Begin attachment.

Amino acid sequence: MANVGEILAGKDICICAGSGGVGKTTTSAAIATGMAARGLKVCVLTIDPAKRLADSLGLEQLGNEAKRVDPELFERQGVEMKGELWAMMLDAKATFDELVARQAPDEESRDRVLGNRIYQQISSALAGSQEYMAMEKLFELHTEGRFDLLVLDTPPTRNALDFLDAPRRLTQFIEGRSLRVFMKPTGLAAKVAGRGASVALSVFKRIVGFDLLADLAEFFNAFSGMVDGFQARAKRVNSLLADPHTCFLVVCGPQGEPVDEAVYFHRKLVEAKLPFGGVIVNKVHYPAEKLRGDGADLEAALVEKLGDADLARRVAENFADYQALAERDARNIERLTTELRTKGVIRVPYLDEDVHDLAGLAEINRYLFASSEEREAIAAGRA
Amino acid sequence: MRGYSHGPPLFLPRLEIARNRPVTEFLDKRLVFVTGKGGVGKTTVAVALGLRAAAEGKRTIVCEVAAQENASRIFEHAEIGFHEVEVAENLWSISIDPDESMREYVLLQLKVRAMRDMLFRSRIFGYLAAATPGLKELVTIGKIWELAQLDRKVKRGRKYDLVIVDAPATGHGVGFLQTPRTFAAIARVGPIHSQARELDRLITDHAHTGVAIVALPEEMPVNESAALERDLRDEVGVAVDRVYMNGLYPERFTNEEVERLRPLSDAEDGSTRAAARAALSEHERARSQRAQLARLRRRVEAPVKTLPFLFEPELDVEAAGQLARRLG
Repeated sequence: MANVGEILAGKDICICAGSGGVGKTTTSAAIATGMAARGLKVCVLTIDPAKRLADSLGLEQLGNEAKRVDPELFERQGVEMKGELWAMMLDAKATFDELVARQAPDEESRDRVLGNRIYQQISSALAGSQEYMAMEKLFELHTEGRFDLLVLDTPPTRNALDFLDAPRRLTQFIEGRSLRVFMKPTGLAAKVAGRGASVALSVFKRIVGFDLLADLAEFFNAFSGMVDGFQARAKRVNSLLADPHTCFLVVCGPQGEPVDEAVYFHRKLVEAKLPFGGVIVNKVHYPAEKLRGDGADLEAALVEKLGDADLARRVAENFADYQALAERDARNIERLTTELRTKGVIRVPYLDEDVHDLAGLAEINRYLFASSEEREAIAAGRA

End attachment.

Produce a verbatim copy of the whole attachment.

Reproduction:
Amino acid sequence: MANVGEILAGKDICICAGSGGVGKTTTSAAIATGMAARGLKVCVLTIDPAKRLADSLGLEQLGNEAKRVDPELFERQGVEMKGELWAMMLDAKATFDELVARQAPDEESRDRVLGNRIYQQISSALAGSQEYMAMEKLFELHTEGRFDLLVLDTPPTRNALDFLDAPRRLTQFIEGRSLRVFMKPTGLAAKVAGRGASVALSVFKRIVGFDLLADLAEFFNAFSGMVDGFQARAKRVNSLLADPHTCFLVVCGPQGEPVDEAVYFHRKLVEAKLPFGGVIVNKVHYPAEKLRGDGADLEAALVEKLGDADLARRVAENFADYQALAERDARNIERLTTELRTKGVIRVPYLDEDVHDLAGLAEINRYLFASSEEREAIAAGRA
Amino acid sequence: MRGYSHGPPLFLPRLEIARNRPVTEFLDKRLVFVTGKGGVGKTTVAVALGLRAAAEGKRTIVCEVAAQENASRIFEHAEIGFHEVEVAENLWSISIDPDESMREYVLLQLKVRAMRDMLFRSRIFGYLAAATPGLKELVTIGKIWELAQLDRKVKRGRKYDLVIVDAPATGHGVGFLQTPRTFAAIARVGPIHSQARELDRLITDHAHTGVAIVALPEEMPVNESAALERDLRDEVGVAVDRVYMNGLYPERFTNEEVERLRPLSDAEDGSTRAAARAALSEHERARSQRAQLARLRRRVEAPVKTLPFLFEPELDVEAAGQLARRLG
Repeated sequence: MANVGEILAGKDICICAGSGGVGKTTTSAAIATGMAARGLKVCVLTIDPAKRLADSLGLEQLGNEAKRVDPELFERQGVEMKGELWAMMLDAKATFDELVARQAPDEESRDRVLGNRIYQQISSALAGSQEYMAMEKLFELHTEGRFDLLVLDTPPTRNALDFLDAPRRLTQFIEGRSLRVFMKPTGLAAKVAGRGASVALSVFKRIVGFDLLADLAEFFNAFSGMVDGFQARAKRVNSLLADPHTCFLVVCGPQGEPVDEAVYFHRKLVEAKLPFGGVIVNKVHYPAEKLRGDGADLEAALVEKLGDADLARRVAENFADYQALAERDARNIERLTTELRTKGVIRVPYLDEDVHDLAGLAEINRYLFASSEEREAIAAGRA